Our cities are shrinking. Modern, highly developed cities around the world are facing large-scale population losses and concurrent reductions in urban density, in a process that challenges the hegemony of the capitalist growth model.
Although shrinkage is not a new phenomenon, the two hundred years of rapid growth in western cities following the industrial revolution, has led to the situation where ‘growth has become an expectation’.
This dissertation argues that population stability, and even controlled shrinkage should be viewed alongside growth as legitimate phases in a city’s evolution. Urban shrinkage must first be recognised and accepted before we can begin to approach the population loss and urban perforation in a constructive way.
Can urban shrinkage be harnessed to achieve an improvement in urban living conditions despite continuing population loss?
Globally 450 cities with populations over 100,000 have lost at least 10% of their population since the 1950s. One in four shrunk between 1990 and 2000, with this shrinkage primarily concentrated in Eastern Europe and former industrial cities across Europe, Japan and the Amercian Rust Belt.
This process of massive population loss and the resultant restructuring of the urban fabric has received surprisingly little attention in contemporary architectural and planning discourse. The predominant response from municipal authorities is outright denial, coupled with optimistic growth strategies that fail to recognise the reality of the situation. Shrinkage is viewed as symptomatic of failure.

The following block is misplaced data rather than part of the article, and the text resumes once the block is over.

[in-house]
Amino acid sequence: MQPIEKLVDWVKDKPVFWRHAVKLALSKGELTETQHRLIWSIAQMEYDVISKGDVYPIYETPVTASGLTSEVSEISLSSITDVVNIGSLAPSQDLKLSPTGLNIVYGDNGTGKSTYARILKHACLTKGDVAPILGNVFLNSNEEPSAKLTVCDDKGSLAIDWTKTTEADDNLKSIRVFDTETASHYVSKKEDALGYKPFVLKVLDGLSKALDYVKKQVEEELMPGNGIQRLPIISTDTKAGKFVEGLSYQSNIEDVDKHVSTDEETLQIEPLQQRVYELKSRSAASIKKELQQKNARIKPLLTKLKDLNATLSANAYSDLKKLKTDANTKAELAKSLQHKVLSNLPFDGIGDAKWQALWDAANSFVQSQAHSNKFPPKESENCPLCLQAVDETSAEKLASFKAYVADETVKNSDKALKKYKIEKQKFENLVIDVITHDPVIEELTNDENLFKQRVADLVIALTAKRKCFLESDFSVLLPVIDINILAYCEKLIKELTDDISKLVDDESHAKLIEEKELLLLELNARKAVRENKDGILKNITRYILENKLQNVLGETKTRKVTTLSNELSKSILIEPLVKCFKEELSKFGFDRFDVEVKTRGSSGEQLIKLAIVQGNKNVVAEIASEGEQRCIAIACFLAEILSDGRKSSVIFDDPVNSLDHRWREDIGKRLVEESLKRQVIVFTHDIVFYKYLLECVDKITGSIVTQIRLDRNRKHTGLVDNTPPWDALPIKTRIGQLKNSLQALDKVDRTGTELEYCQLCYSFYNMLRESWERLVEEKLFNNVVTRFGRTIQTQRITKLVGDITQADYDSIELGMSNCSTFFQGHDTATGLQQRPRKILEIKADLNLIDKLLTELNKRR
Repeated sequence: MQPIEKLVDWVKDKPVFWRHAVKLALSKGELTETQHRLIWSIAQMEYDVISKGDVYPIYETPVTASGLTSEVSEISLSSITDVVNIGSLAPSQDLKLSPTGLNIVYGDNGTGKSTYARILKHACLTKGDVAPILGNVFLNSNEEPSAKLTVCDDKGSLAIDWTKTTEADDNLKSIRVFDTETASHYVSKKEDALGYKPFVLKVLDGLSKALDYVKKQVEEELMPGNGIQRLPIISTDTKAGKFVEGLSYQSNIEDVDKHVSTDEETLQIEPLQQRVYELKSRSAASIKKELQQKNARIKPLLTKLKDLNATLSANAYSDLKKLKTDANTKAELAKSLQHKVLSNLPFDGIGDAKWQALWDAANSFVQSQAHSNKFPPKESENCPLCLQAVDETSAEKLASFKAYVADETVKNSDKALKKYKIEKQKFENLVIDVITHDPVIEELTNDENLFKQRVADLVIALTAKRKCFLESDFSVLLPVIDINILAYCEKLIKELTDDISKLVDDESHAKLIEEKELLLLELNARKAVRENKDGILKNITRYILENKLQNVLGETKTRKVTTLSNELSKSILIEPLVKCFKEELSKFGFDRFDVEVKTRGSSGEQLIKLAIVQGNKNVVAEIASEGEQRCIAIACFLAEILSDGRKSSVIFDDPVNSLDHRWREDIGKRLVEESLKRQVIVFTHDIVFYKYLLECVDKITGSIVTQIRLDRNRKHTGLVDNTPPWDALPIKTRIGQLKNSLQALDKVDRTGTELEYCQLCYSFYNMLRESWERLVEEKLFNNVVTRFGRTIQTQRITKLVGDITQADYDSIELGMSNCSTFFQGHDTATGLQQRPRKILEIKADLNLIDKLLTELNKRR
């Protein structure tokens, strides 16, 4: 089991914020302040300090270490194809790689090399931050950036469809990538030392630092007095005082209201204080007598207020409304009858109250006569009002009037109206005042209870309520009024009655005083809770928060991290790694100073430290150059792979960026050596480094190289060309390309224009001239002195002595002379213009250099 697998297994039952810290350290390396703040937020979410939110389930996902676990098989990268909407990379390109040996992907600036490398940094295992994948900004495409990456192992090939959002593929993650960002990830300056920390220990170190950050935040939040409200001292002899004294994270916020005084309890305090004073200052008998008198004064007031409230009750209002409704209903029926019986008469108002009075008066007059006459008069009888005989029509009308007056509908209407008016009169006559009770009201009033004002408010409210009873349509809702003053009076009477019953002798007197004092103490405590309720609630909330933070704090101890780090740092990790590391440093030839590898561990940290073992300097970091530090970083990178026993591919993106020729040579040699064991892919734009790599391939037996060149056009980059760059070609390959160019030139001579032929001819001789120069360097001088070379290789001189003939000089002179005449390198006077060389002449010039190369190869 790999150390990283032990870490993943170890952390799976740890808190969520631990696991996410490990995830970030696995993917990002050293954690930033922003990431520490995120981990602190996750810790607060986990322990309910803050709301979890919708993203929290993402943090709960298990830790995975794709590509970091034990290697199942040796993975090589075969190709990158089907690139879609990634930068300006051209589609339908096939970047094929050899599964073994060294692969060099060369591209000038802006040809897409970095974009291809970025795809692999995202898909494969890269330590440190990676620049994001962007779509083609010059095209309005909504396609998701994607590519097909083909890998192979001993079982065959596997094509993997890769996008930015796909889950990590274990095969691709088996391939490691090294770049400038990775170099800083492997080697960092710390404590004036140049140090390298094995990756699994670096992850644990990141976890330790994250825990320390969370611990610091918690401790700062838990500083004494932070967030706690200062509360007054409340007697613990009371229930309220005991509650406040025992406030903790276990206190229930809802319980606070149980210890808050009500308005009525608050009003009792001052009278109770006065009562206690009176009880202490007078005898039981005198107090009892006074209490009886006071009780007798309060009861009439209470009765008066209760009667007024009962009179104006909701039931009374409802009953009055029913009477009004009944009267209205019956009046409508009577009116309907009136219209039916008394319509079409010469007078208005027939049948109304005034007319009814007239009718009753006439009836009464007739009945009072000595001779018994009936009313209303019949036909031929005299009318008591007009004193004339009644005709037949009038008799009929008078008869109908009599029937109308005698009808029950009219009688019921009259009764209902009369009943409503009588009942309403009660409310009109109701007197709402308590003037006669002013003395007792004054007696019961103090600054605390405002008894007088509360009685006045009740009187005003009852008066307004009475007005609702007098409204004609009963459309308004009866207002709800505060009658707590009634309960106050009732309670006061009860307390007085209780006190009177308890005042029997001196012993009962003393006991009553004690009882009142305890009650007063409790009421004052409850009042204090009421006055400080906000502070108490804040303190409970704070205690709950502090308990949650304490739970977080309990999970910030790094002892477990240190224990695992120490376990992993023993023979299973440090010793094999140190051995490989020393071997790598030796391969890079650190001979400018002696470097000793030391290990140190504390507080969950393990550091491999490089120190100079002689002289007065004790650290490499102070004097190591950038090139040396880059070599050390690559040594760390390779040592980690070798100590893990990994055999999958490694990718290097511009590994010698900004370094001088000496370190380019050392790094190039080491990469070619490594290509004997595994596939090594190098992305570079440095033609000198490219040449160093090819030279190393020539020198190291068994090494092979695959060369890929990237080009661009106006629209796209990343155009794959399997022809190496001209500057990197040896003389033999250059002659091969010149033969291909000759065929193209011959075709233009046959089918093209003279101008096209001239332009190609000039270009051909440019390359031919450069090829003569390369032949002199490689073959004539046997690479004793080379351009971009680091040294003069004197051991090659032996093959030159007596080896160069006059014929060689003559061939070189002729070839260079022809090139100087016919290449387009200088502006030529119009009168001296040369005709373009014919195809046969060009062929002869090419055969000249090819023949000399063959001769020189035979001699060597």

However the Earth is a finite system, and the indefinite growth espoused and striven for by politicians and planners is an inherently unsustainable concept. Uneven development is in the very nature of capitalism and pressures of competition are compounded by demographic realities. The majority of highly developed post-industrial countries are experiencing a decline in population, with the EU predicted to lose almost 20% of its working age population by 2050.
Should shrinkage therefore be viewed as a failure of planning and economic policies, or rather, as a natural and entirely predictable part of the life cycle and maturation of the contemporary city?
If we accept the premise that in certain regions shrinkage is unavoidable, the question then, is how to harness this shrinkage in a constructive manner. Planning policies with a tropism towards growth exacerbate problems of shrinkage by failing to engage with the issues on the ground, squandering limited resources while also missing the unique opportunities offered by a shrinking, perforated city fabric.
Planners and urban policy makers have begun to reverse this mentality in certain parts of the world, notably in cities in the former German Democratic Republic (GDR) states in Eastern Germany, but this constructive response to the phenomenon is still an exception rather than the norm. The lessons learned in cities such as Leipzig have immediate relevance to other declining post-industrial urban areas, both in Britain and internationally. Sharing and communicating these ideas is of paramount importance if we are to overcome the traditional combative mind-set and instead work to harness shrinkage as a tool for improving urban quality of life.